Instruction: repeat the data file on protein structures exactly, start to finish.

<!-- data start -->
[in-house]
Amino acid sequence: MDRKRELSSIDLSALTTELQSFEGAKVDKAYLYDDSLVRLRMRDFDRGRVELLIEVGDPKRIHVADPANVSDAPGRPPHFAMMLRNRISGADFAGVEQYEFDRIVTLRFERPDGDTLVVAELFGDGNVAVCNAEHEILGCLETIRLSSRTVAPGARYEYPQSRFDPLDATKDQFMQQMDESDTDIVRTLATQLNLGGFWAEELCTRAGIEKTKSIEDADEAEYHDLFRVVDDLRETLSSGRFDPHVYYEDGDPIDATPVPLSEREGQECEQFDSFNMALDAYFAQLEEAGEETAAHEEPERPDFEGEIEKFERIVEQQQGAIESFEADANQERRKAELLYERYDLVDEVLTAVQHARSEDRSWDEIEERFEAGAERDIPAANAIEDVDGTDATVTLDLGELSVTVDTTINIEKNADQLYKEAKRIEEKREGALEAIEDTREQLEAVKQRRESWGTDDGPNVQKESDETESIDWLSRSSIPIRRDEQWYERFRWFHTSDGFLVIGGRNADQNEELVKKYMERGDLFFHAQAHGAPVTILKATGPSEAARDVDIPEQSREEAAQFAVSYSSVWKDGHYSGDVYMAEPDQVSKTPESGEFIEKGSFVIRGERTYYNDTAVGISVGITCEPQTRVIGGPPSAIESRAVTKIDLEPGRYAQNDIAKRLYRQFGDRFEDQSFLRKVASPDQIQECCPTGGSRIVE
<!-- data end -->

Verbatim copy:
[in-house]
Amino acid sequence: MDRKRELSSIDLSALTTELQSFEGAKVDKAYLYDDSLVRLRMRDFDRGRVELLIEVGDPKRIHVADPANVSDAPGRPPHFAMMLRNRISGADFAGVEQYEFDRIVTLRFERPDGDTLVVAELFGDGNVAVCNAEHEILGCLETIRLSSRTVAPGARYEYPQSRFDPLDATKDQFMQQMDESDTDIVRTLATQLNLGGFWAEELCTRAGIEKTKSIEDADEAEYHDLFRVVDDLRETLSSGRFDPHVYYEDGDPIDATPVPLSEREGQECEQFDSFNMALDAYFAQLEEAGEETAAHEEPERPDFEGEIEKFERIVEQQQGAIESFEADANQERRKAELLYERYDLVDEVLTAVQHARSEDRSWDEIEERFEAGAERDIPAANAIEDVDGTDATVTLDLGELSVTVDTTINIEKNADQLYKEAKRIEEKREGALEAIEDTREQLEAVKQRRESWGTDDGPNVQKESDETESIDWLSRSSIPIRRDEQWYERFRWFHTSDGFLVIGGRNADQNEELVKKYMERGDLFFHAQAHGAPVTILKATGPSEAARDVDIPEQSREEAAQFAVSYSSVWKDGHYSGDVYMAEPDQVSKTPESGEFIEKGSFVIRGERTYYNDTAVGISVGITCEPQTRVIGGPPSAIESRAVTKIDLEPGRYAQNDIAKRLYRQFGDRFEDQSFLRKVASPDQIQECCPTGGSRIVE